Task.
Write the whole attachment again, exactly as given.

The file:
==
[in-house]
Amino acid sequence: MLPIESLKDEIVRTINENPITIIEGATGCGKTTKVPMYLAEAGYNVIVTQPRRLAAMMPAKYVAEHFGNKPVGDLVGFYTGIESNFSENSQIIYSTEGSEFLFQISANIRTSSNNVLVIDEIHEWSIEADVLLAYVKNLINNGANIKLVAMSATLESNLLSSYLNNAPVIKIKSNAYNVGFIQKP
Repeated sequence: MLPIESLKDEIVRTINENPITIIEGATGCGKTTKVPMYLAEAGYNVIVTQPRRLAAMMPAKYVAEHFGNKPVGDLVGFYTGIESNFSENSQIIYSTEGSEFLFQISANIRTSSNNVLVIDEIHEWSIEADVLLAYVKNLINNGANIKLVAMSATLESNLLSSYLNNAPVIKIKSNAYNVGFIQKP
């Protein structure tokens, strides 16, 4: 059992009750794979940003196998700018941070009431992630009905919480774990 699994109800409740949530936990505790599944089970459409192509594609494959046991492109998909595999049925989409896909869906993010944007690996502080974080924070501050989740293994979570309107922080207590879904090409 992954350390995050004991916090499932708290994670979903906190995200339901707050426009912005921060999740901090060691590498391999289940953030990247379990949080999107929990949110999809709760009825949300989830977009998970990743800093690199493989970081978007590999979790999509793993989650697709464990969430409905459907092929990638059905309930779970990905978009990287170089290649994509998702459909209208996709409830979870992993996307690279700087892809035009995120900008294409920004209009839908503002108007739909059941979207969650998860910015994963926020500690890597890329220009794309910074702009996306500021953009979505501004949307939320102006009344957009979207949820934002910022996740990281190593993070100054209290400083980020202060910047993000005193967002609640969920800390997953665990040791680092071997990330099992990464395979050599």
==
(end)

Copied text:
[in-house]
Amino acid sequence: MLPIESLKDEIVRTINENPITIIEGATGCGKTTKVPMYLAEAGYNVIVTQPRRLAAMMPAKYVAEHFGNKPVGDLVGFYTGIESNFSENSQIIYSTEGSEFLFQISANIRTSSNNVLVIDEIHEWSIEADVLLAYVKNLINNGANIKLVAMSATLESNLLSSYLNNAPVIKIKSNAYNVGFIQKP
Repeated sequence: MLPIESLKDEIVRTINENPITIIEGATGCGKTTKVPMYLAEAGYNVIVTQPRRLAAMMPAKYVAEHFGNKPVGDLVGFYTGIESNFSENSQIIYSTEGSEFLFQISANIRTSSNNVLVIDEIHEWSIEADVLLAYVKNLINNGANIKLVAMSATLESNLLSSYLNNAPVIKIKSNAYNVGFIQKP
């Protein structure tokens, strides 16, 4: 059992009750794979940003196998700018941070009431992630009905919480774990 699994109800409740949530936990505790599944089970459409192509594609494959046991492109998909595999049925989409896909869906993010944007690996502080974080924070501050989740293994979570309107922080207590879904090409 992954350390995050004991916090499932708290994670979903906190995200339901707050426009912005921060999740901090060691590498391999289940953030990247379990949080999107929990949110999809709760009825949300989830977009998970990743800093690199493989970081978007590999979790999509793993989650697709464990969430409905459907092929990638059905309930779970990905978009990287170089290649994509998702459909209208996709409830979870992993996307690279700087892809035009995120900008294409920004209009839908503002108007739909059941979207969650998860910015994963926020500690890597890329220009794309910074702009996306500021953009979505501004949307939320102006009344957009979207949820934002910022996740990281190593993070100054209290400083980020202060910047993000005193967002609640969920800390997953665990040791680092071997990330099992990464395979050599």